The U.S. Department of Justice executed Shakib Wali, formerly Orlando Cordia Hall, late Thursday night, shortly after the U.S. Supreme Court ruled his killing could proceed.
Wali was convicted in 1995 of the grisly Texas kidnap and murder of a high school student from St. Croix in 1994. His execution was halted hours before the scheduled lethal injection by U.S. District Judge Tanya Chutkan, who said constitutional questions raised by Hall’s attorneys must be considered. After losing an appeal in October, Hall was scheduled to be executed on Thursday at the U.S. Penitentiary in Terre Haute, Indiana.
“The court is deeply concerned that the government intends to proceed with a method of execution that this court and the Court of Appeals have found violates federal law,” Chutkan wrote in her decision to halt the execution.
President Donald Trump, who lost his bid for reelection this year, resumed federal executions recently after a decades long hiatus. President-elect Joe Biden opposes the death penalty and is expected to halt federal executions. There have been more federal executions in the last four months than in the past 30 years, according to the Washington Post.
The one-sentence order has no detail. The six Republican-appointed justices voted for the execution order and the three Democratic-appointed justices dissented.
According to court documents and a release from the U.S. Department of Justice, in September 1994, Orlando Cordia Hall (who converted to Islam and now goes by Shakib Wali) and several others ran a marijuana trafficking operation out of Pine Bluff, Arkansas. After a failed drug transaction involving $4,700, Wali, his brother Demetrius Hall and Steven Beckley went to the Arlington, Texas, home of the man that they believed had reneged on the deal.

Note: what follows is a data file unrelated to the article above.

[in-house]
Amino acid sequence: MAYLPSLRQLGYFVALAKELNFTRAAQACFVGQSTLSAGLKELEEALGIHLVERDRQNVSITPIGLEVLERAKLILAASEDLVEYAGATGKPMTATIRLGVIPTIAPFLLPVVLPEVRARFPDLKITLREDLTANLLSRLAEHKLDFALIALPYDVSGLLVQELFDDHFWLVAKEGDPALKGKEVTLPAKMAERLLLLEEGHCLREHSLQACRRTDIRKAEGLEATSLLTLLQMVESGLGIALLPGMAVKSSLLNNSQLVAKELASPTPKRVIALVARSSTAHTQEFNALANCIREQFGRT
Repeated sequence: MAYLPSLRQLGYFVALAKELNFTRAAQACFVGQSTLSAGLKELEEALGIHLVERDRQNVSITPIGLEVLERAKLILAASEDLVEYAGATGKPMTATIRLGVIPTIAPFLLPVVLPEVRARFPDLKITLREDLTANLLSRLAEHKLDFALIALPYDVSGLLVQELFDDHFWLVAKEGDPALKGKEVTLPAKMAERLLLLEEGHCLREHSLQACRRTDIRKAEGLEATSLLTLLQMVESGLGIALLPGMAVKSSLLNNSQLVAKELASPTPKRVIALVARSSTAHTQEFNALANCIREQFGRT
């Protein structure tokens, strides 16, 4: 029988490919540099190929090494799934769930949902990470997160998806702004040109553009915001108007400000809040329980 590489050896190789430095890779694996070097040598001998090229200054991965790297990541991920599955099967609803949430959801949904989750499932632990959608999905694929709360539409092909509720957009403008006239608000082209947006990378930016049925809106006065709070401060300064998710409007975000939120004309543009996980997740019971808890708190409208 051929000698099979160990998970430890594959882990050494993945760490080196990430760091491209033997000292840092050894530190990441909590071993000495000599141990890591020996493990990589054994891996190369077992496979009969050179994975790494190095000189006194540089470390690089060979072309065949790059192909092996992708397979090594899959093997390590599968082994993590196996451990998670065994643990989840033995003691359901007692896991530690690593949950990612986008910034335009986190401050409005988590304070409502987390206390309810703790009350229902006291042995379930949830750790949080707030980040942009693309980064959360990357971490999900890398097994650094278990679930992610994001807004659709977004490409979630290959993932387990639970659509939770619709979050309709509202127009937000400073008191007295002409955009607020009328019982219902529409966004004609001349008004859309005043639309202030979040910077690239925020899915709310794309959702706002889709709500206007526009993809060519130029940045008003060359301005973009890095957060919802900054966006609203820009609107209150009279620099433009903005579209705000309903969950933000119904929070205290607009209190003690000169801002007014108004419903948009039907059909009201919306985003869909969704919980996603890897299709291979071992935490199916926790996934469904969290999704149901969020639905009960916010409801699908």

The man’s 16-year-old sister, Lisa Rene was home. The three claimed to be FBI agents and Rene called the police. While Rene was on the phone with the police, the three men smashed a glass door, broke in and drug her out. Although she was not connected to the drug deal and was simply an innocent bystander, Hall and his accomplices kidnapped her at gunpoint and Wali raped her in the car. Wali and his companions then drove her to a motel in Arkansas, where they raped her several more times. Wali and his accomplices then took her to a park where they had dug a grave. There, they beat her over the head with a shovel, soaked her with gasoline and buried her alive.
According to the TV show “FBI Files,” Rene was a straight-A student, originally from St. Croix, who hoped to go to medical school and return to the U.S. Virgin Islands as a doctor.
In October 1995, a jury in the U.S. District Court for the Northern District of Texas found Wali guilty of, among other offenses, kidnapping resulting in death and unanimously recommended a death sentence, which the court imposed.
Wali appealed and lost more than 20 years ago, and later challenges failed almost 15 years ago.
In 2006, Wali received a preliminary injunction from a federal district court in Washington, D.C., based on his challenge to the then-existing federal lethal injection protocol. That injunction was vacated by the district court on Sept. 20, 2020, making Wali the only child murderer on federal death row who is eligible for execution and not subject to a stay or injunction.
The U.S. Virgin Islands itself does not have the death penalty. People convicted of homicide in the USVI often face life in prison without the possibility of parole.